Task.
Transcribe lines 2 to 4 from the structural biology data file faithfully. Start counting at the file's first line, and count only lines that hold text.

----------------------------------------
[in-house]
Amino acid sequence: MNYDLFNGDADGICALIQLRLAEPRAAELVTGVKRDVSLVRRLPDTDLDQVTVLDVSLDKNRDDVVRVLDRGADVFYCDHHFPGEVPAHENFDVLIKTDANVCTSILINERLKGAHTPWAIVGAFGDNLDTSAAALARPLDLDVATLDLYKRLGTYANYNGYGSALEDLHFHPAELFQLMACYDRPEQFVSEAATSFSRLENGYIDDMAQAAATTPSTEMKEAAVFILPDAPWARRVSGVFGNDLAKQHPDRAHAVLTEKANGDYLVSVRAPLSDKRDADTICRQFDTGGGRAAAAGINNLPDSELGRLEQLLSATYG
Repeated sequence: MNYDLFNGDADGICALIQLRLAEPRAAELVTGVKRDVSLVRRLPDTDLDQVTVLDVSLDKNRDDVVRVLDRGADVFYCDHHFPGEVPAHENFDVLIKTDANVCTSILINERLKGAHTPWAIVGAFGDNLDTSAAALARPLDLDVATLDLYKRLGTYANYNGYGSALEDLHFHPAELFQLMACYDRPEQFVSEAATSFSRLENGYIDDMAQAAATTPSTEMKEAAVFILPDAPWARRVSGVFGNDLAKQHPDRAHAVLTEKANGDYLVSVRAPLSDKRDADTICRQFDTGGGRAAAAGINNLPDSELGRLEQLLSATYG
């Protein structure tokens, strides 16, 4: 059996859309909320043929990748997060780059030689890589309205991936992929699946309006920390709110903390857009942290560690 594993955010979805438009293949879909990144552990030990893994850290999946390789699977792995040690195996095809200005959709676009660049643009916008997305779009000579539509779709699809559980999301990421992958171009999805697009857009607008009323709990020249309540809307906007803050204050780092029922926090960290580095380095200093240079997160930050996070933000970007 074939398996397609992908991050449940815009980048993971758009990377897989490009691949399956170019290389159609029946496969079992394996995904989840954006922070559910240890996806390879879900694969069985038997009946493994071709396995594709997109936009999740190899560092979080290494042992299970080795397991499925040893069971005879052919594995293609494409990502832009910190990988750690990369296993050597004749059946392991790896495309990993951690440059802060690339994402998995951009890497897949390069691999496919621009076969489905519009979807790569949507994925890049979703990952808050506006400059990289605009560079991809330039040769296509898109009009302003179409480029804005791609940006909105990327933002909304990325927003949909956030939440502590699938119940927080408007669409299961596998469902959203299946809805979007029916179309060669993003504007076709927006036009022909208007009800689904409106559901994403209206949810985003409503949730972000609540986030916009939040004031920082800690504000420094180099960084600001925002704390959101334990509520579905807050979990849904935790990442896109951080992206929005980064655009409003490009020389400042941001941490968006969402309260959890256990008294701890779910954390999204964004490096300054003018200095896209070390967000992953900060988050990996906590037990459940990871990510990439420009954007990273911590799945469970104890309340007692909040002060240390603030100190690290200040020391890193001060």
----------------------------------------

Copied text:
Amino acid sequence: MNYDLFNGDADGICALIQLRLAEPRAAELVTGVKRDVSLVRRLPDTDLDQVTVLDVSLDKNRDDVVRVLDRGADVFYCDHHFPGEVPAHENFDVLIKTDANVCTSILINERLKGAHTPWAIVGAFGDNLDTSAAALARPLDLDVATLDLYKRLGTYANYNGYGSALEDLHFHPAELFQLMACYDRPEQFVSEAATSFSRLENGYIDDMAQAAATTPSTEMKEAAVFILPDAPWARRVSGVFGNDLAKQHPDRAHAVLTEKANGDYLVSVRAPLSDKRDADTICRQFDTGGGRAAAAGINNLPDSELGRLEQLLSATYG
Repeated sequence: MNYDLFNGDADGICALIQLRLAEPRAAELVTGVKRDVSLVRRLPDTDLDQVTVLDVSLDKNRDDVVRVLDRGADVFYCDHHFPGEVPAHENFDVLIKTDANVCTSILINERLKGAHTPWAIVGAFGDNLDTSAAALARPLDLDVATLDLYKRLGTYANYNGYGSALEDLHFHPAELFQLMACYDRPEQFVSEAATSFSRLENGYIDDMAQAAATTPSTEMKEAAVFILPDAPWARRVSGVFGNDLAKQHPDRAHAVLTEKANGDYLVSVRAPLSDKRDADTICRQFDTGGGRAAAAGINNLPDSELGRLEQLLSATYG
């Protein structure tokens, strides 16, 4: 059996859309909320043929990748997060780059030689890589309205991936992929699946309006920390709110903390857009942290560690 594993955010979805438009293949879909990144552990030990893994850290999946390789699977792995040690195996095809200005959709676009660049643009916008997305779009000579539509779709699809559980999301990421992958171009999805697009857009607008009323709990020249309540809307906007803050204050780092029922926090960290580095380095200093240079997160930050996070933000970007 074939398996397609992908991050449940815009980048993971758009990377897989490009691949399956170019290389159609029946496969079992394996995904989840954006922070559910240890996806390879879900694969069985038997009946493994071709396995594709997109936009999740190899560092979080290494042992299970080795397991499925040893069971005879052919594995293609494409990502832009910190990988750690990369296993050597004749059946392991790896495309990993951690440059802060690339994402998995951009890497897949390069691999496919621009076969489905519009979807790569949507994925890049979703990952808050506006400059990289605009560079991809330039040769296509898109009009302003179409480029804005791609940006909105990327933002909304990325927003949909956030939440502590699938119940927080408007669409299961596998469902959203299946809805979007029916179309060669993003504007076709927006036009022909208007009800689904409106559901994403209206949810985003409503949730972000609540986030916009939040004031920082800690504000420094180099960084600001925002704390959101334990509520579905807050979990849904935790990442896109951080992206929005980064655009409003490009020389400042941001941490968006969402309260959890256990008294701890779910954390999204964004490096300054003018200095896209070390967000992953900060988050990996906590037990459940990871990510990439420009954007990273911590799945469970104890309340007692909040002060240390603030100190690290200040020391890193001060």